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Healthy Pets Equal Happy Pets

Your pet is an important part of your family, and when he or she is ill, you want the best medical care available.

The veterinarians and staff at our clinic are ready to provide your pet with cutting edge veterinary medical care. From wellness exams and vaccines to advanced diagnostics and complex surgical procedures, your pet will receive high quality care at our hospital.

Veterinary Acupuncture

Acupuncture is an ancient form of medical treatment that has been practiced in China and other countries for thousands of years. The first veterinary acupuncture book, Bole’s Canon of Veterinary Acupuncture, was written by Dr. Bo Le between 659-621 B.C. The term acupuncture is from the Latin, “acus” meaning ‘needle’ and “punctura” meaning ‘to prick’. Acupuncture is the treatment of conditions or symptoms by the insertion of very fine needles into specific points on the body in order to produce a response. Acupuncture points can also be stimulated without the use of needles, using techniques known as acupressure, cupping, or by the application of heat, cold, water, and laser.

The specific acupuncture points have been well charted for both humans and animals. There are 361 acupuncture points in humans and roughly 173 acupoints in animals. The points are connected with each other and various internal organs via meridians or channels. Many of these channels trace the paths of the body’s major nerve trunks.

Each acupuncture point has specific actions when stimulated. Which acupuncture points are stimulated, the depth of needle insertion, the type of stimulation applied to the needles, and the duration of each treatment session depends on the patient’s tolerance, and the condition being treated.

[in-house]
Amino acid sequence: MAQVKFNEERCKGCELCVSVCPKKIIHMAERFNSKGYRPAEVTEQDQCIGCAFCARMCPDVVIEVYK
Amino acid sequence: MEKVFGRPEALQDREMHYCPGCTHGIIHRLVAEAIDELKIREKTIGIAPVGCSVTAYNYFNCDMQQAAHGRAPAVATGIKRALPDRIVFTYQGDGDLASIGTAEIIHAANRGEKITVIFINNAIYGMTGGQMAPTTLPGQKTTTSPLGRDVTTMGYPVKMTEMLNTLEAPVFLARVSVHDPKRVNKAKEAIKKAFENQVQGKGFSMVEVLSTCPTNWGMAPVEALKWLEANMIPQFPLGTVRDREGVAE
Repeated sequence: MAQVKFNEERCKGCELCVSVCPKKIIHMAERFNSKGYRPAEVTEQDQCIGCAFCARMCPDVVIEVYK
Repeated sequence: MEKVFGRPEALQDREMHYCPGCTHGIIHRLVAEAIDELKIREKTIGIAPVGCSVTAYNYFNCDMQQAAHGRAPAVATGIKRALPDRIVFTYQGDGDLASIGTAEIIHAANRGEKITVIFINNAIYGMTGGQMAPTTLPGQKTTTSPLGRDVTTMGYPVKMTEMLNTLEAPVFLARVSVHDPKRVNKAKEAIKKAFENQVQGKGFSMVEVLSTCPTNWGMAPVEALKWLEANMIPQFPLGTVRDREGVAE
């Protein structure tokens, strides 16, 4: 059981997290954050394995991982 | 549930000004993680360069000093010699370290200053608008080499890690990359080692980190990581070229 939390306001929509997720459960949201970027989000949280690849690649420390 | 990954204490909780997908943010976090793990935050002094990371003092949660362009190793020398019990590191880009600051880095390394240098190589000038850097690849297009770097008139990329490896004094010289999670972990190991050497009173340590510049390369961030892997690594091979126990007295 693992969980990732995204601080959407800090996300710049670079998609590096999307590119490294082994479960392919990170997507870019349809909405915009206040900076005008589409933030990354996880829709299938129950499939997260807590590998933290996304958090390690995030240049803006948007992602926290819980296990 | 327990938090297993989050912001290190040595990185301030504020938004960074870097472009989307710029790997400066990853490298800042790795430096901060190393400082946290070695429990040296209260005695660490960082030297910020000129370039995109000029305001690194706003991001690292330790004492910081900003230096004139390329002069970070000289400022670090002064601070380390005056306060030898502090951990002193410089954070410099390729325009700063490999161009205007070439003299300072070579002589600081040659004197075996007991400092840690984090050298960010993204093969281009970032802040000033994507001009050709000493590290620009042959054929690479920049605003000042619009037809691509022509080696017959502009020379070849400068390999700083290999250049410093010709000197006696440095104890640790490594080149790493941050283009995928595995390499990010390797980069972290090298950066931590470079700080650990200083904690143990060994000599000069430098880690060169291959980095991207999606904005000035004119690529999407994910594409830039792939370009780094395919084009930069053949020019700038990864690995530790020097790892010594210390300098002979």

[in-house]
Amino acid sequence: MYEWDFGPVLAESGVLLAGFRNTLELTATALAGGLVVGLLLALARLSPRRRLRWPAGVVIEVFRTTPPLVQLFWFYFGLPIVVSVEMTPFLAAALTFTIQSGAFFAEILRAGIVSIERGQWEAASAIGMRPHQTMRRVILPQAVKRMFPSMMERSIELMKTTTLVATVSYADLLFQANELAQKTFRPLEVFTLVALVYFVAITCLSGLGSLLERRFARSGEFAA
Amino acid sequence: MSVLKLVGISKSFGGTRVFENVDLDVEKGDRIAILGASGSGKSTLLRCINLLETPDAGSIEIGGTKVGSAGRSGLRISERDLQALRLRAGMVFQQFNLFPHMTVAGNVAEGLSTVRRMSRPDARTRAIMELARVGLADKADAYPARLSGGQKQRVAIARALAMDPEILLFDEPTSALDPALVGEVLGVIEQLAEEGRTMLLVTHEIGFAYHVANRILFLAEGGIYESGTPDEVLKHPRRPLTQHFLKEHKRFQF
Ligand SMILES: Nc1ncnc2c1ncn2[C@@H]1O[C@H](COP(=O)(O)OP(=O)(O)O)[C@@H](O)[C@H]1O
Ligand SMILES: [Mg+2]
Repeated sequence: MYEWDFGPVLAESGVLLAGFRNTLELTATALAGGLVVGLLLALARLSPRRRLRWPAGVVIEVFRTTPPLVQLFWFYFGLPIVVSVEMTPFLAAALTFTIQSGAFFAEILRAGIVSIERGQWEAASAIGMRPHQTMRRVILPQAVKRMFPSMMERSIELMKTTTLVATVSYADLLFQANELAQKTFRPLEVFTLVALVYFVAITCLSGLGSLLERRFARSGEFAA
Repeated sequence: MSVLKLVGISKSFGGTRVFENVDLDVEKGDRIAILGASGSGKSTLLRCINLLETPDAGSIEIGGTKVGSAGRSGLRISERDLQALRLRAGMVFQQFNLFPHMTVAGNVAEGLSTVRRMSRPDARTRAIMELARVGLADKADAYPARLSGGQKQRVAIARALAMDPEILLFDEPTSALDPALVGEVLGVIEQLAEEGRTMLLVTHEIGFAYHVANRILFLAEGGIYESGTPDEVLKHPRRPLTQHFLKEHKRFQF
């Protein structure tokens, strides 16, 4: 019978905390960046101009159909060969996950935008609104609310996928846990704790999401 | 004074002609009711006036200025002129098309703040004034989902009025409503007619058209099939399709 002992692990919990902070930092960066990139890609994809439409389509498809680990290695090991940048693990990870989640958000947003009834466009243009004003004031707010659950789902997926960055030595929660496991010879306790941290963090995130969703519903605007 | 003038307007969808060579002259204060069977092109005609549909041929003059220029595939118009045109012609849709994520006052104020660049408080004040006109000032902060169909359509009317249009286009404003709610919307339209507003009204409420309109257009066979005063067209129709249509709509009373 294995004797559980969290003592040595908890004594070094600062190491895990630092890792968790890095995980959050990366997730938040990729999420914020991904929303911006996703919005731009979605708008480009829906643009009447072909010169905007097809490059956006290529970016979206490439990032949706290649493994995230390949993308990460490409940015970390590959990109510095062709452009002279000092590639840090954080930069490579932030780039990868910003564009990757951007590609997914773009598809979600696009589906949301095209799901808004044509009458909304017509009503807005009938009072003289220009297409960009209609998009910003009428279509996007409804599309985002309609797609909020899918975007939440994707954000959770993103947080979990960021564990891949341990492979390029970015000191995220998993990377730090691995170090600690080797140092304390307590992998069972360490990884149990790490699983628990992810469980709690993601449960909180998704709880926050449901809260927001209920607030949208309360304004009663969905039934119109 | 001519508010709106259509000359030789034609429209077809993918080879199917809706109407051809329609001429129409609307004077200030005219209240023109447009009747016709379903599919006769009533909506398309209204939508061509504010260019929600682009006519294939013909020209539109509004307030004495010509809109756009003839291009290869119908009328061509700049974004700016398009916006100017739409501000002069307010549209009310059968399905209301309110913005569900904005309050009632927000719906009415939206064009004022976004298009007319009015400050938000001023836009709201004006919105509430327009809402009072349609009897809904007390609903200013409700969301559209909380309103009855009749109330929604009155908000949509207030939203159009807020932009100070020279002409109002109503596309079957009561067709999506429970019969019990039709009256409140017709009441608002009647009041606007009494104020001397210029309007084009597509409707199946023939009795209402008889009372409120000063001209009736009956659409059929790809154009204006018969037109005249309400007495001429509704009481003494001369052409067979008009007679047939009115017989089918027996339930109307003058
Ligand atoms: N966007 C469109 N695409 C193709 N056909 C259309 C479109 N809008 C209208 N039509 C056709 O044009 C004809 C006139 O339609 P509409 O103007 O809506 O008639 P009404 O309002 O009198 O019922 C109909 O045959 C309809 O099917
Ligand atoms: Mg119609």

Acupuncture can be used on all species of animals, but it tends to be more frequently used in companion animal species such as the horse, dog and cat. Most animals tolerate the treatments very well. It may be necessary to gently restrain the animal during the first treatment to minimize discomfort. Most animals relax and sit or lie quietly for subsequent treatments.

The American Veterinary Medical Association considers the practice of acupuncture to be the practice of veterinary medicine, and as such, should only be performed by a licensed veterinarian. A certified veterinary acupuncture training course is highly recommended. Certified Veterinary Acupuncturists have the initials CVA following their DVM.

The needles remain in place for 15-30 minutes. Initial acupuncture appointments are 60 minutes long and all subsequent appointments are 30-40 minutes long. The frequency of acupuncture treatments depends on the nature and severity of the illness. Often acupuncture is initially performed once a week for 4-5 treatments. The time between treatments is then gradually increased until a maintenance program is established, often every 6 months, or until the condition resolves.

In veterinary medicine, there is evidence for the success of acupuncture in treating disorders of the reproductive, musculoskeletal, neurologic, pulmonary, gastrointestinal and dermatologic systems. The most common conditions treated, include traumatic nerve injuries, intervertebral disk disease, degenerative myelopathy, epilepsy and other central nervous system disorders; gastrointestinal diseases, endocrine disease, cancer, asthma, allergic dermatitis, lick granulomas; and chronic pain such as that caused by degenerative joint disease. Any condition may potentially benefit from acupuncture. Acupuncture stimulates healing of some conditions, improves the overall function of the immune system, and provides effective pain relief.